The media struggles even as the media tries to get off of their Obamadulation. Here are three laughers:
Exhibit 1: Mark Halperin of ABC News "The Page" presents an excerpt of Obama's remarks about Wright; Obama invokes Bobby Kennedy and urges us to seize this moment to come together. Very uplifting, and what Dem can resist Bobby! All that is missing is any attempt to explain why Obama is the man or this is the moment.
What I really want to see is the text of Obama's comments as summarized in this AP report, where Obama seems to describe his vision for healing America's wounds:
He said schools should do a better job of teaching all students African-American history "because that's part of American history," as well as women's struggle for equality, the history of unions, the role of Hispanics in U.S. and other matters that he suggested aren't given enough attention.
"I want us to have a broad-based history" taught in schools, he said, even including more on "the Holocaust as well as other issues of oppression" around the world.
More Victims Studies in the public schools, because they have done such a great job with reading, writing, and arithmetic. I want to hear a lot more about this, at least until I can fix my satellite connection and tune in to the Comedy Channel. While I work on that, what does Barack have to say about teaching more on Native Americans, the Japanese internment during WWII, the Chinese building of the western railroads, the grim history of the Irish underclass performing similar labor in the east, the gay-lesbian struggle for equal rights... geez, we could be here a while.
To be fair, Brian Ross of ABC News took the lead on airing Jeremiah Wright in all his anger. But can we fish Halperin out of the tank?
Exhibit 2: The Politico - Mike Allen of The Politico delivers a laugher explaining why the media ignored Wright for so long:
To reporters who had followed the campaign, it was an old, oft-written story. But this time it had video of Wright saying things like “U.S. of K.K.K.A.,” available on YouTube and played endlessly by cable news channels.
It was old news! And well covered! As evidence, we get this:
The minister’s controversial history has been written about countless times throughout the campaign. Wright has ties to the Rev. Louis Farrakhan, the black supremacist leader of the Nation of Islam — a fact that has been noted in more than 100 news stories just in the past few months, according to the Nexis database of news coverage.
Oh, stop - Tim Russert asked Obama about Farrakhan during a televised debate. But I just don't recall Tim asking about "God Damn America", or whether America deserved to get attacked on 9/11, or "Hillary has never been called a n****r". Hmm, that last would have made for great live television; you'd think I would remember it.
Mike Allen further deepens my embarrassment about my lapse in news-awareness:
On Feb. 20, after a fiery guest sermon by Wright in Little Rock, the Arkansas Democrat-Gazette ran an article that said: “On Tuesday, Wright criticized the U.S. invasion of Iraq and likened the insurgents to the Israelites under Babylonian rule.”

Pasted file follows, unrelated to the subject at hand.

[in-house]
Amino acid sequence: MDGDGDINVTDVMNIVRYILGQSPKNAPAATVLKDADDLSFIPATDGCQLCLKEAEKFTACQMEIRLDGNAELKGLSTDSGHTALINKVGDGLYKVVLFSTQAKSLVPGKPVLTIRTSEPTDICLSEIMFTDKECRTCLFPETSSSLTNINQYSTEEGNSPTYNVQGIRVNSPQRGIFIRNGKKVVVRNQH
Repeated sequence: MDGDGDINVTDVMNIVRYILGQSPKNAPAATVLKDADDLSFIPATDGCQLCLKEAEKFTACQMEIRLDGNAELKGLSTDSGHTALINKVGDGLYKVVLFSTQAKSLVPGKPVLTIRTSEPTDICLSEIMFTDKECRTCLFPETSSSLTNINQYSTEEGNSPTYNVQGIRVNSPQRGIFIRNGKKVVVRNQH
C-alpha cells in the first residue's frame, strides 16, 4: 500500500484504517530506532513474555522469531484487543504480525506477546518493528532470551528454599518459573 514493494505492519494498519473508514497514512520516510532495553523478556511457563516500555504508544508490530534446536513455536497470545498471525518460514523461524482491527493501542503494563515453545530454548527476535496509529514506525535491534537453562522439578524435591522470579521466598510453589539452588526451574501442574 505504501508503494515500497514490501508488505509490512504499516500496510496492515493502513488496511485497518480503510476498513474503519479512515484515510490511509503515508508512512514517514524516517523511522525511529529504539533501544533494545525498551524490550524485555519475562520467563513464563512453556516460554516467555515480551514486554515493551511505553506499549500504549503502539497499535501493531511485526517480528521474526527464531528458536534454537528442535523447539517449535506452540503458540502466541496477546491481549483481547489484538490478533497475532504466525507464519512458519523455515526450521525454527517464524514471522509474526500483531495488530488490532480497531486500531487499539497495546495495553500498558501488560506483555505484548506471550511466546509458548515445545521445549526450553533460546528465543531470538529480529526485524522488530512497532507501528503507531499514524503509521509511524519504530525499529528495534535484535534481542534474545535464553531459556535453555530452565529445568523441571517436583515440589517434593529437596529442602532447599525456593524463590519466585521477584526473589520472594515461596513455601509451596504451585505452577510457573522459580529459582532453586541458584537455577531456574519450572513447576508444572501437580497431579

At 9:20 that morning, Obama opponents were already trying to get Politico to link to the story.
That’s why many news outlets — including Politico — did not initially pile on with rehashes after Ross’s story on “Good Morning America.”
Geez, how did I, or any of us, miss that Democrat-Gazette article? Let's see, Wright spoke on a Tuesday and was reported on Wednesday; at Memeorandum on Wednesday morning folks seemed to be more interested in the fact that voters went for Obama on Tuesday in Wisconsin.
In the private meeting in Cleveland with 100 Jewish leaders last month, Obama talked about his 2005 trip to Israel, his views on a Palestinian state and regional Middle East security. He was quickly questioned about his own pastor, the Rev. Jeremiah Wright, and an award his church magazine gave last year that said Farrakhan ''truly epitomized greatness.''
Apparently video and transcripts of this meeting are available; a questioner actually read specific quotes from Wright.
So Obama's prompt denunciation of those remarks was in private and never reported, nor were the remarks themselves. Let's remind ourselves of Obama's position taken at the Huffington Blog:
The statements that Rev. Wright made that are the cause of this controversy were not statements I personally heard him preach while I sat in the pews of Trinity or heard him utter in private conversation. When these statements first came to my attention, it was at the beginning of my presidential campaign. I made it clear at the time that I strongly condemned his comments.
Made it clear to whom? Well, I guess it wasn't clear enough. If the Obama campaign could point to a press release or contemporaneous news story describing the denunciations, that would be a helpful start. Here is the "denunciation" reported by the Times when covering the Obama decision to drop Wright from his campaign kick-off:
Bill Burton, a spokesman for the Obama campaign, said the campaign disinvited Mr. Wright because it did not want the church to face negative attention. Mr. Wright did however, attend the announcement and prayed with Mr. Obama beforehand.
“Senator Obama is proud of his pastor and his church, but because of the type of attention it was receiving on blogs and conservative talk shows, he decided to avoid having statements and beliefs being used out of context and forcing the entire church to defend itself,” Mr. Burton said.
That almost hits all the key points!